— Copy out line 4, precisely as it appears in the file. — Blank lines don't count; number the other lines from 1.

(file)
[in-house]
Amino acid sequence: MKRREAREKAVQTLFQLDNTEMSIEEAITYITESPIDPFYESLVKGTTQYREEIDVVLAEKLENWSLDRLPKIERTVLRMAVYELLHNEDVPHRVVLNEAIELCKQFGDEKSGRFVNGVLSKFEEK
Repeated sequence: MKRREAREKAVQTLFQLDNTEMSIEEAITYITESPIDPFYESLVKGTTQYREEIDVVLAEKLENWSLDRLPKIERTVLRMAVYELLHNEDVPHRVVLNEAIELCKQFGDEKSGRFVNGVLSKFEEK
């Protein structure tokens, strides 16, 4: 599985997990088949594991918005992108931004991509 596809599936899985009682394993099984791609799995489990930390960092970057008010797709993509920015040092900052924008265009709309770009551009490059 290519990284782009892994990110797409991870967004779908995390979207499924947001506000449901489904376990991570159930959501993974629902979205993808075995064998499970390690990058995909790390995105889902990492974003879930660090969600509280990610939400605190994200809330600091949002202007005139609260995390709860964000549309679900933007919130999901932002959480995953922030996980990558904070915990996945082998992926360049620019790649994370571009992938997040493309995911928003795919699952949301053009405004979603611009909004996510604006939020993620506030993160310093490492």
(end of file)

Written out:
């Protein structure tokens, strides 16, 4: 599985997990088949594991918005992108931004991509 596809599936899985009682394993099984791609799995489990930390960092970057008010797709993509920015040092900052924008265009709309770009551009490059 290519990284782009892994990110797409991870967004779908995390979207499924947001506000449901489904376990991570159930959501993974629902979205993808075995064998499970390690990058995909790390995105889902990492974003879930660090969600509280990610939400605190994200809330600091949002202007005139609260995390709860964000549309679900933007919130999901932002959480995953922030996980990558904070915990996945082998992926360049620019790649994370571009992938997040493309995911928003795919699952949301053009405004979603611009909004996510604006939020993620506030993160310093490492």